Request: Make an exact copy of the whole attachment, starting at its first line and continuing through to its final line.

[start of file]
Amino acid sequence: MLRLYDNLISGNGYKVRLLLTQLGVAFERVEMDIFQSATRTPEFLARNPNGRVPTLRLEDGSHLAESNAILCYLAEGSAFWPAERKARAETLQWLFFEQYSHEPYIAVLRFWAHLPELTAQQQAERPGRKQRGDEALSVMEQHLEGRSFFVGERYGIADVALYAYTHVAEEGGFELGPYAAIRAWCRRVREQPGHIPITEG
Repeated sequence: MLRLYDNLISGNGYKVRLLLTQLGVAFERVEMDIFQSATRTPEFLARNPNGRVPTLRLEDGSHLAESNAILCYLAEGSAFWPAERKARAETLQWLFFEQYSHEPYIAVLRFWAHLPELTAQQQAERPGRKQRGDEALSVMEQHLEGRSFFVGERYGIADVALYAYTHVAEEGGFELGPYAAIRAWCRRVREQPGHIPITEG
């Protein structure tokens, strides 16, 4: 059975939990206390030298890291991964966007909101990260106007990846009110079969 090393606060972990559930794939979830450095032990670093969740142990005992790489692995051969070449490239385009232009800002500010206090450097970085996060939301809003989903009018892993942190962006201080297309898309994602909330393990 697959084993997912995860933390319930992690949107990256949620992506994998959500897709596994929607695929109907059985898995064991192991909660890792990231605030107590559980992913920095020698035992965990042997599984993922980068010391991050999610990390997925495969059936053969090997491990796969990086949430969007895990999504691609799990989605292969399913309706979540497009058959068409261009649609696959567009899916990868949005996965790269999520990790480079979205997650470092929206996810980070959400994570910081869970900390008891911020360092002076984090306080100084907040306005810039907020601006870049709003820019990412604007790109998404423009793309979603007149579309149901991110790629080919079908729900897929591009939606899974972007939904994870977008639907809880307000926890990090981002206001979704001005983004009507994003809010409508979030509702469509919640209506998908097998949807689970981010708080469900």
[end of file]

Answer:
Amino acid sequence: MLRLYDNLISGNGYKVRLLLTQLGVAFERVEMDIFQSATRTPEFLARNPNGRVPTLRLEDGSHLAESNAILCYLAEGSAFWPAERKARAETLQWLFFEQYSHEPYIAVLRFWAHLPELTAQQQAERPGRKQRGDEALSVMEQHLEGRSFFVGERYGIADVALYAYTHVAEEGGFELGPYAAIRAWCRRVREQPGHIPITEG
Repeated sequence: MLRLYDNLISGNGYKVRLLLTQLGVAFERVEMDIFQSATRTPEFLARNPNGRVPTLRLEDGSHLAESNAILCYLAEGSAFWPAERKARAETLQWLFFEQYSHEPYIAVLRFWAHLPELTAQQQAERPGRKQRGDEALSVMEQHLEGRSFFVGERYGIADVALYAYTHVAEEGGFELGPYAAIRAWCRRVREQPGHIPITEG
């Protein structure tokens, strides 16, 4: 059975939990206390030298890291991964966007909101990260106007990846009110079969 090393606060972990559930794939979830450095032990670093969740142990005992790489692995051969070449490239385009232009800002500010206090450097970085996060939301809003989903009018892993942190962006201080297309898309994602909330393990 697959084993997912995860933390319930992690949107990256949620992506994998959500897709596994929607695929109907059985898995064991192991909660890792990231605030107590559980992913920095020698035992965990042997599984993922980068010391991050999610990390997925495969059936053969090997491990796969990086949430969007895990999504691609799990989605292969399913309706979540497009058959068409261009649609696959567009899916990868949005996965790269999520990790480079979205997650470092929206996810980070959400994570910081869970900390008891911020360092002076984090306080100084907040306005810039907020601006870049709003820019990412604007790109998404423009793309979603007149579309149901991110790629080919079908729900897929591009939606899974972007939904994870977008639907809880307000926890990090981002206001979704001005983004009507994003809010409508979030509702469509919640209506998908097998949807689970981010708080469900």